Notes on the Terrible Coming War

Black Cat on 2020-01-03

Still from here.

As I write this, it very much appears that there will be a war between the US state and the Iranian state.

Predicting the future is a sucker’s game — by the time you read this, the threat may have passed. It seems, though, that we are currently in one of those eras where war will be seen as inevitable in retrospect — no divergence after the death of Bismark could have averted WWI. No divergence after the end of WWI could have averted WWII. So, even if Father Time laughs at my rough draft of the future, some of this article will retain usefulness. That is my intention, at least.

In the event that the US declares war on Iran, Russia and China will be faced with a choice: to intervene or not intervene. China buys from both Saudi Arabia and Iran and will be caught between them. Russia and Iran have closer relations, though Russia is an energy exporter and would have less clear financial incentive to involve themselves. Both powers face the choice of either risking nuclear war, or risking no longer being seen as credibly able to project power.

I will be assuming no direct intervention by either Russia or China, but allowing for military and non-military aid. I am assuming this for two reasons: firstly, I find it more likely; secondly, in the event of full Russian and Chinese involvement (the involvement of one will likely open the door to the involvement of the other) the situation will quickly grow too chaotic for any predictions to be meaningful.

Iran has been preparing itself for this scenario for the past 50 years. It has every advantage that it possibly could. It is, however, undoubted that millions will die. Turkey will likely withdraw from NATO to fight on the Iranian side, after which it seems that Russian involvement becomes even more likely. The Syrian civil war will likely be folded into this conflict, resulting in the final triumph of Assad and the horrific crushing of the Rojavans. Israel may involve itself in this Syrian theater — making the situation more uncertain. Even more refugees will likely spill into Jordan. Iraq will almost certainly declare for Iran. Kuwait will be the first US ally to fall, and will — one can only assume — be annexed to Iraq. The Saudis have no particular loyalty from their people beyond religious ties, and it is doubtful that they could raise much in the way of guerillas — their religious extremists are mostly rich and soft. Their significant class tensions will likely backfire — their enemies will certainly fund large heretical and slave revolts on Saudi soil.

The only asset that the Saudis have is American military support. But, America is a fading power, and has failed to conclusively win the Iraq or Afghanistan wars after nearly two decades. There is no particular reason to believe that America will win. They will almost certainly lose all presence in Syria, Iraq, and Afghanistan, though — even a victory here will result in that.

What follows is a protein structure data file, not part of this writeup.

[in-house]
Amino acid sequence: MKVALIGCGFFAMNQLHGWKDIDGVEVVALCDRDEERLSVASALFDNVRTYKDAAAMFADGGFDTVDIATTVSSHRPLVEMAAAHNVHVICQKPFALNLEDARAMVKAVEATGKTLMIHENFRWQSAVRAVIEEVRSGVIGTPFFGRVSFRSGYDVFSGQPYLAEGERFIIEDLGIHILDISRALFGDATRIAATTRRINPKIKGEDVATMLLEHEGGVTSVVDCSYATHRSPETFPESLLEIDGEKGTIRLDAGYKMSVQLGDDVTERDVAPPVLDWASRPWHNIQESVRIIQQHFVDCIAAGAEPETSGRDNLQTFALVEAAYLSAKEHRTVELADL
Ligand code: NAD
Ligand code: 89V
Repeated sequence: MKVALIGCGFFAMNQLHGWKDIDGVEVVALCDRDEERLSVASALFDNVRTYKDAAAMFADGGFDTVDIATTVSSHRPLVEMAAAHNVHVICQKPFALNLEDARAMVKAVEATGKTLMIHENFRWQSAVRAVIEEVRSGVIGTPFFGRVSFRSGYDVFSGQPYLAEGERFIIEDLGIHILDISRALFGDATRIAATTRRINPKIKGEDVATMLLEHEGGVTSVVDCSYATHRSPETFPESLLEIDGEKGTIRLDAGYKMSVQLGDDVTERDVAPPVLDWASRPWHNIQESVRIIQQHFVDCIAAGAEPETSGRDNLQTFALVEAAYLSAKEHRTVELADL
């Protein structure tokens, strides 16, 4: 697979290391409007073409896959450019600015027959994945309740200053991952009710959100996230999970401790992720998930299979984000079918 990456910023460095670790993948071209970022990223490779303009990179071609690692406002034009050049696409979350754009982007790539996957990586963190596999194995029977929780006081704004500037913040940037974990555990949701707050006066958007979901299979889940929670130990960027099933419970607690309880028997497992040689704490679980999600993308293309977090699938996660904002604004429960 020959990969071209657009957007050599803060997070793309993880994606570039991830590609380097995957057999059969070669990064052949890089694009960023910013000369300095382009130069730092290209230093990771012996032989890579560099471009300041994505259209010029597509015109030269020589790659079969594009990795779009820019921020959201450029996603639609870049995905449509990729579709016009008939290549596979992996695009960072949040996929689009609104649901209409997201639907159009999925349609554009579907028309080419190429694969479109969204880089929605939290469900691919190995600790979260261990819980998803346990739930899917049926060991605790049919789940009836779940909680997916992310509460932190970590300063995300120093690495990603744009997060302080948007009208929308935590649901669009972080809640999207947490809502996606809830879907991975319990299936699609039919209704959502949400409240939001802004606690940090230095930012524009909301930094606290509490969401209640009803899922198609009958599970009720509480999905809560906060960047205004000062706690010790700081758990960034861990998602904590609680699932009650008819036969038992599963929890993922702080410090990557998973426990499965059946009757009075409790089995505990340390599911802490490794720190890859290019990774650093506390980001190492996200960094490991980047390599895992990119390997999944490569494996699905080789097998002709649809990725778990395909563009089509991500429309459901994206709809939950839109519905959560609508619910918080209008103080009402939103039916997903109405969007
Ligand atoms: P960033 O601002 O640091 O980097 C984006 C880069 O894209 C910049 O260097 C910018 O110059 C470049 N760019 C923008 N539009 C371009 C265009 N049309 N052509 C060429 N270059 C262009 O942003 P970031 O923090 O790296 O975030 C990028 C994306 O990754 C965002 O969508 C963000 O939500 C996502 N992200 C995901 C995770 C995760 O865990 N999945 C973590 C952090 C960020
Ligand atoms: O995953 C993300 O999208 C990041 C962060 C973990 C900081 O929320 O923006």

Aside from the machinations of Empire, there are linings in this oncoming war.

Firstly, and most obviously, these events bear a rereading of Carson’s Bring on the Drones!. This is the first global-scale proof of concept of asymmetric drone warfare, and it is an explosive success. Think of a world in which this sort of thing becomes common: it will mean the end of all centralized infrastructure. Goodbye, large gas power plants. Goodbye, large oil refineries. Goodbye nuclear reactors. Goodbye, river dams. Say hello to wind turbines, to buried geothermal, to home solar, to small turbines in small creeks. The long-term effect of this is a huge environmental win — and a huge social ecology win. This adjustment of the relationship of humanity to energy will lead to adjustments in the relationship of humans to each other.

Secondly, chaos in the middle east will likely open up some amount of possibilities for liberation. The slave revolts in Saudi Arabia will be something to see. However, there is a lead lining to even this silver lining, in that the situation will also likely close out certain possibilities — the Kurds, foremost amongst them. The Kurds were going to eventually lose anyway, though.

Thirdly, the whole scenario may lead to imperial collapse elsewhere in the world. This is going to, likely, be the most long-term significant outcome — but also the least predictable. If this war drags on without US victory, but with continual US losses, other states may smell the death of a great predator and come hyena-like to the feast. Every state is an empire in ambition if not in reality, and we may see the growth of little empirelets.

This may be the event that is remembered as the end of the Pax Americana and the start of a new, bloodier, multipolar world.

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